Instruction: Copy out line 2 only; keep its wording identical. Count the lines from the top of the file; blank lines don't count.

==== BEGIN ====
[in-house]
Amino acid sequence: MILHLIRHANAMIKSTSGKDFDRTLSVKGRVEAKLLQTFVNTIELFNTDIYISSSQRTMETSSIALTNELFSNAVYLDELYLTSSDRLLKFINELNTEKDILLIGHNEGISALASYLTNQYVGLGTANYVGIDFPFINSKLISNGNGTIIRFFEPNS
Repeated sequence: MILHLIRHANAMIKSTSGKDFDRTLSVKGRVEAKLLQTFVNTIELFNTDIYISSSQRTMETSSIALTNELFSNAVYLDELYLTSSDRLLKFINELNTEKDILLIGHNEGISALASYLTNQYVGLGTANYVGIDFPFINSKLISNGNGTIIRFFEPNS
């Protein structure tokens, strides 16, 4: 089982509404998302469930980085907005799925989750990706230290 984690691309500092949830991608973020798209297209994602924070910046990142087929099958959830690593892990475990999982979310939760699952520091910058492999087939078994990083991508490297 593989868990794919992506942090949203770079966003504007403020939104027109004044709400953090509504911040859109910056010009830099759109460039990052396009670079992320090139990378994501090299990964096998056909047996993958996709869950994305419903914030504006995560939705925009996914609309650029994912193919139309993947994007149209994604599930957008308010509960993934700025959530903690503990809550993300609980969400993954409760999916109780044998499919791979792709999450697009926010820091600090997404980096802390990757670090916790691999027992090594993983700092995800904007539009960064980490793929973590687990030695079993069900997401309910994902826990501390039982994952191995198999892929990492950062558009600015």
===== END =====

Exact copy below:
Amino acid sequence: MILHLIRHANAMIKSTSGKDFDRTLSVKGRVEAKLLQTFVNTIELFNTDIYISSSQRTMETSSIALTNELFSNAVYLDELYLTSSDRLLKFINELNTEKDILLIGHNEGISALASYLTNQYVGLGTANYVGIDFPFINSKLISNGNGTIIRFFEPNS